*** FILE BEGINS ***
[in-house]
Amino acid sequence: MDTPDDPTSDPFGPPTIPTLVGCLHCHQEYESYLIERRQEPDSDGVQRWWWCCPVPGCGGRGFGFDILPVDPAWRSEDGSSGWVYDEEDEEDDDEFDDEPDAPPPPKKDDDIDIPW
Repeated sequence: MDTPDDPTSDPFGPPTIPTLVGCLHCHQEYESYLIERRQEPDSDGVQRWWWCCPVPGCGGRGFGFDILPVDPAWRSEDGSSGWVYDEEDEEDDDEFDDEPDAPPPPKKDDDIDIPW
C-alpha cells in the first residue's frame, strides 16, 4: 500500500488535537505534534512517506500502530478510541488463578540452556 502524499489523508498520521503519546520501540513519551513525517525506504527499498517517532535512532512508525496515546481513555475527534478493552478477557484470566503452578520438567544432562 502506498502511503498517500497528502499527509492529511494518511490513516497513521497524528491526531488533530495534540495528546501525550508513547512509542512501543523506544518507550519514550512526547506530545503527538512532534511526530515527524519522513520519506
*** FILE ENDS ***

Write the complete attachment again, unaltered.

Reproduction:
[in-house]
Amino acid sequence: MDTPDDPTSDPFGPPTIPTLVGCLHCHQEYESYLIERRQEPDSDGVQRWWWCCPVPGCGGRGFGFDILPVDPAWRSEDGSSGWVYDEEDEEDDDEFDDEPDAPPPPKKDDDIDIPW
Repeated sequence: MDTPDDPTSDPFGPPTIPTLVGCLHCHQEYESYLIERRQEPDSDGVQRWWWCCPVPGCGGRGFGFDILPVDPAWRSEDGSSGWVYDEEDEEDDDEFDDEPDAPPPPKKDDDIDIPW
C-alpha cells in the first residue's frame, strides 16, 4: 500500500488535537505534534512517506500502530478510541488463578540452556 502524499489523508498520521503519546520501540513519551513525517525506504527499498517517532535512532512508525496515546481513555475527534478493552478477557484470566503452578520438567544432562 502506498502511503498517500497528502499527509492529511494518511490513516497513521497524528491526531488533530495534540495528546501525550508513547512509542512501543523506544518507550519514550512526547506530545503527538512532534511526530515527524519522513520519506